Brooklyn at Boston
Celtics: 103.9 points/100 possessions (8th)
Nets: 104.2 points/100 possessions (7th)
Celtics: 103.7 points allowed/100 possessions (21st)
Nets: 101.1 points allowed/100 possessions (14th)
View from the opposing bench: The Brooklyn Game
We’ve got a longer preview today, via a little back and forth with our friend Devin Kharpertian over at The Brooklyn Game. I sent him over a few questions. He sent me questions. Then we both answered them. If things go well, we may trade questions again in the future. Or we may never speak again. Really, anything could happen. You can’t predict this stuff.
In the meantime, here’s what Devin had to say:
Devin Kharpertian: I still think they’re a step below. Before the season I argued that the Eastern Conference was 1) Miami Heat, and 2) about six other teams. The Nets and Celtics are both in that second tier. The Nets have played really well so far; they began the season with a cakewalk schedule but have beaten some tough teams in the last two weeks, and even three of their four losses came in winnable games. I don’t think they’re close to the Heat, mostly because I don’t think anyone is close to the Heat, but I think they’ve got a really good shot at the second seed. And as Dallas taught us in the 2011 Finals, sometimes showing up begets surprise success.
As far as their Achilles heel, it’s probably still the defense. The bench mob has done an amazing job playing tough D — particularly Flail Boy Magic Mr. Floptastic Reggie Evans — but there are still a host of missed rotations and miscommunications in every game. You’ll see some tonight, for sure. It’s getting there — the system has certainly improved in recent games, and they’ve done an excellent job limiting opportunities against good teams — but it’s hardly the top-10 team that Avery Johnson’s shooting for.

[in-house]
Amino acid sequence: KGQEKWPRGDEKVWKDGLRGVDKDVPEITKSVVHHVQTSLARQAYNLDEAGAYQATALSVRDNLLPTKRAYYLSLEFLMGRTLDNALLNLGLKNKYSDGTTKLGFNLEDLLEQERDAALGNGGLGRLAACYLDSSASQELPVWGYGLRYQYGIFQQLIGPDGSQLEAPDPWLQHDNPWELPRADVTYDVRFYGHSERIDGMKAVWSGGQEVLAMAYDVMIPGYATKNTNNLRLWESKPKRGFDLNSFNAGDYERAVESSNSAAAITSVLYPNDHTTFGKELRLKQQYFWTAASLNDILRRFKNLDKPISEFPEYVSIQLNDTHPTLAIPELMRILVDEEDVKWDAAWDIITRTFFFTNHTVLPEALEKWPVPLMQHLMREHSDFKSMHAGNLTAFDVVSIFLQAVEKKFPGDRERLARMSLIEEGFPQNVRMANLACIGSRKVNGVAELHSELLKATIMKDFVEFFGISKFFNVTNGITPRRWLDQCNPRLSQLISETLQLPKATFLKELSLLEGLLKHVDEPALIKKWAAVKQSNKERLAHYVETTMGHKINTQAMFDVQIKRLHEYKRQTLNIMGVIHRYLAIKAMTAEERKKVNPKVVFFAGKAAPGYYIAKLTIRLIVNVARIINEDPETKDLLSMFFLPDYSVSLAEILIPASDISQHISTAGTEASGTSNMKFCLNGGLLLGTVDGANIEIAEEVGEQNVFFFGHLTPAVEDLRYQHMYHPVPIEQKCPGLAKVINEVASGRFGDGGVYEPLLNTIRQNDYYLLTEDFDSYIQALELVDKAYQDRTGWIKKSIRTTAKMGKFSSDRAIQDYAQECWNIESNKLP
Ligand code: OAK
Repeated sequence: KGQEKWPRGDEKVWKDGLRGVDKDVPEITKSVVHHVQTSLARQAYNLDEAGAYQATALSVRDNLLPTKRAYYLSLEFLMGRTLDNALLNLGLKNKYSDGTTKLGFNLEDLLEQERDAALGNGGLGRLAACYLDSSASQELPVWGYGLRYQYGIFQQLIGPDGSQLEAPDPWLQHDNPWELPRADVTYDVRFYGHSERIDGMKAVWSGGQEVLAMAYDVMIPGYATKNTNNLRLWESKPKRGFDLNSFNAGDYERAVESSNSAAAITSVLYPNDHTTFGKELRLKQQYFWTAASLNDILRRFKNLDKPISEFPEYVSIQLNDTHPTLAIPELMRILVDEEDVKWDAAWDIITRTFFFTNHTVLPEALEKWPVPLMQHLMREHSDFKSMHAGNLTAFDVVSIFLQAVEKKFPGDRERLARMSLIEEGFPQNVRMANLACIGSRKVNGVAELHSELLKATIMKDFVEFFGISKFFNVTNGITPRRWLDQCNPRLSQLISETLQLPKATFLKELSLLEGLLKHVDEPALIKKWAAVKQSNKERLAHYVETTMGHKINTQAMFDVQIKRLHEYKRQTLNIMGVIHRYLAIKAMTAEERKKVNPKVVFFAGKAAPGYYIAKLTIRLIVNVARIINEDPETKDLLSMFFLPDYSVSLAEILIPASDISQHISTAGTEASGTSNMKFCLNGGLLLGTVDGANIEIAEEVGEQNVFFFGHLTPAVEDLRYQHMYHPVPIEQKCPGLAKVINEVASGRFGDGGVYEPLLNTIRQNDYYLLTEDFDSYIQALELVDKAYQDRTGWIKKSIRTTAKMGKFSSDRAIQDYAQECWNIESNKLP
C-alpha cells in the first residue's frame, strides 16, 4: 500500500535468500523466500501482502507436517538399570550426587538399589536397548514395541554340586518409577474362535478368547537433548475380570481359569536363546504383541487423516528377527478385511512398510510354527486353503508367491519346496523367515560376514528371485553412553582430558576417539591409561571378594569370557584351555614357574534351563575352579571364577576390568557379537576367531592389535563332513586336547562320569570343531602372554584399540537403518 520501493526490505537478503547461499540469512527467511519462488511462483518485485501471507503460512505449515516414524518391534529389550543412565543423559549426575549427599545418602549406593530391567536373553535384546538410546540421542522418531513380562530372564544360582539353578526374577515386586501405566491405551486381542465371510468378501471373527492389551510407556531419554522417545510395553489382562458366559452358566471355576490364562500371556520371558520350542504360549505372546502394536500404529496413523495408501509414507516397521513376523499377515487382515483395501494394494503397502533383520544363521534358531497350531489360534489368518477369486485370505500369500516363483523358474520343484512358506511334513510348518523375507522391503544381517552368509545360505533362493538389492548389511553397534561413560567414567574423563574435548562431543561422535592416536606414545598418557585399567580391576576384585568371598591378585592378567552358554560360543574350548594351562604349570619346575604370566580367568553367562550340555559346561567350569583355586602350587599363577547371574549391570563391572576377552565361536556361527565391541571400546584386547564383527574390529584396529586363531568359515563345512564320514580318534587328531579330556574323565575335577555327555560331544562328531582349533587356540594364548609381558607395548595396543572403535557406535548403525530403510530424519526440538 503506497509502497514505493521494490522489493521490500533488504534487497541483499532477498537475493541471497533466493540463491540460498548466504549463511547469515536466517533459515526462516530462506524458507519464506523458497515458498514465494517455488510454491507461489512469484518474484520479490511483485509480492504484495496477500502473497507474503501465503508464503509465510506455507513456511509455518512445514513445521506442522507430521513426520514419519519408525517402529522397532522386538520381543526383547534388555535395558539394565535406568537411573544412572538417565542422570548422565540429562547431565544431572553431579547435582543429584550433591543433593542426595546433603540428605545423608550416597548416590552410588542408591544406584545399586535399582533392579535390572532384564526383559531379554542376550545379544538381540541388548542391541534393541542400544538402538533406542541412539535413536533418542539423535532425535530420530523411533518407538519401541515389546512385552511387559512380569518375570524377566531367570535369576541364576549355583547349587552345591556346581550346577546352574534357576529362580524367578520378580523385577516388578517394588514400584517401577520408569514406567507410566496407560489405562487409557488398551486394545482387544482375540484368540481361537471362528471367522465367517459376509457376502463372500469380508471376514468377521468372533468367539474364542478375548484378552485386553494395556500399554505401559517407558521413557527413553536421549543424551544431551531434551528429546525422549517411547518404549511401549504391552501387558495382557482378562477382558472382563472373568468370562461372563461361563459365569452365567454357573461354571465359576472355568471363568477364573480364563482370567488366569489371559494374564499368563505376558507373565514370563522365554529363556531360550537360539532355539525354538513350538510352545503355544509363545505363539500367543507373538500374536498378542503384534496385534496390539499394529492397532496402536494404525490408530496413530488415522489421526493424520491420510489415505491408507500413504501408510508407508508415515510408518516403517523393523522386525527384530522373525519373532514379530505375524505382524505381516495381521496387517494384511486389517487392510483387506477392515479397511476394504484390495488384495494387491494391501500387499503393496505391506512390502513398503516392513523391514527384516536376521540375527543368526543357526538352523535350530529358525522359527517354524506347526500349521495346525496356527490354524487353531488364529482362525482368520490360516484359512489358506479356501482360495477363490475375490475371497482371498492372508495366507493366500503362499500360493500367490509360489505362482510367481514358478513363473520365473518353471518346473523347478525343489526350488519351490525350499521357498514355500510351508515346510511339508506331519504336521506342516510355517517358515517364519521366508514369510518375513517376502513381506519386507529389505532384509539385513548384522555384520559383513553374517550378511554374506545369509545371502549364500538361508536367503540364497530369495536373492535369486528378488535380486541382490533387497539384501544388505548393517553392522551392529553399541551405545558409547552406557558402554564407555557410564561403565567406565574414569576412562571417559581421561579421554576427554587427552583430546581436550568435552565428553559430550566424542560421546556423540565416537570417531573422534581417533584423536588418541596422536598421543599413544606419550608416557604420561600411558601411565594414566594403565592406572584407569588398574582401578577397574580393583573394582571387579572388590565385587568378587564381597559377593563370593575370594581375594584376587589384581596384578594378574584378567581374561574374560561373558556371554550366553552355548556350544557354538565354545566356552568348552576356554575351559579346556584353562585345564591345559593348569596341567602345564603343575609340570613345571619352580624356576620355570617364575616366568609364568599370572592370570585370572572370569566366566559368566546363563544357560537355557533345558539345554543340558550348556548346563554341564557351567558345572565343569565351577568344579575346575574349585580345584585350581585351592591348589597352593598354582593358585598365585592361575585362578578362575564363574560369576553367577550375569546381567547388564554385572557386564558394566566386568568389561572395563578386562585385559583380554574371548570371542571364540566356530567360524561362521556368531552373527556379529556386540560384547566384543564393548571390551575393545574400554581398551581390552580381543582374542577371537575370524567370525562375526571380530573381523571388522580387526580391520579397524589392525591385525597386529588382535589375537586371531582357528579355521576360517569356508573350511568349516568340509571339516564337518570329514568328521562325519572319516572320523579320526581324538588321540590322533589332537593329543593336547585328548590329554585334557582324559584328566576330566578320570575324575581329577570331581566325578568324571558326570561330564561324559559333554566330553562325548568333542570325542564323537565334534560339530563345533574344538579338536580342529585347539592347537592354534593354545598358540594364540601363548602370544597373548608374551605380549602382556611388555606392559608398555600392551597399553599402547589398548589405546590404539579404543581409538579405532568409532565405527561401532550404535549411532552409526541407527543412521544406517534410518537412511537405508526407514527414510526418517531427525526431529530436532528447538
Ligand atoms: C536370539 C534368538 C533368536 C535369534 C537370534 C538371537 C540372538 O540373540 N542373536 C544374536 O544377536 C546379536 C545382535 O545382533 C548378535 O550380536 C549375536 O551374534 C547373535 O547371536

DK: He’s been fantastic. Really. Part of it is just developing this immediate chemistry with Deron Williams — 44 of Lopez’s 107 buckets this season have come from a Williams dish — but he also just looks healthy for the first time in years. He’s scoring through contact, destroying defenders in the post with his high hook, up-and-under, and feathery touch, and is just a half-step quicker overall than in previous years. Defensively, I think he’s slowed down a bit, as he’s not hedging pick-and-rolls hard as much as he did in the first few games, and guards are sneaking around him more. But given what I expected from him, he’s been all that and more.
DK: It’s surreal. I grew up in New Jersey and because of that have this innate sense of Jersey pride that’s impossible to shake. But Brooklyn is a completely different universe, both on and off the court. There’s a connection to this borough the Nets are fostering that was unheard of in East Rutherford & Newark. It’s certainly not all roses and sunshine — the Nets did force their way into a residential area and have left a permanently bad taste in some people’s mouths that won’t ever shake out. But in a borough with 2.5 million people, that’s bound to happen.
The fans have come together in spurts — The Brooklyn Chant has been mesmerizing in scattered doses — but Monday night’s victory over the Knicks was the first time it really came together. Nets fans came out in droves to outbellow Knicks fans. As a longtime Nets fan, that’s insane. That’s never happened, ever. To hear Carmelo Anthony M-V-P chants shut out in a matter of seconds? By Nets fans? It’s All New really rings true now.
If you want to read my thoughts on the C’s, including whether Rondo’s assist streak has been a distraction, swing by The Brooklyn Game.
Boston 102 Brooklyn 91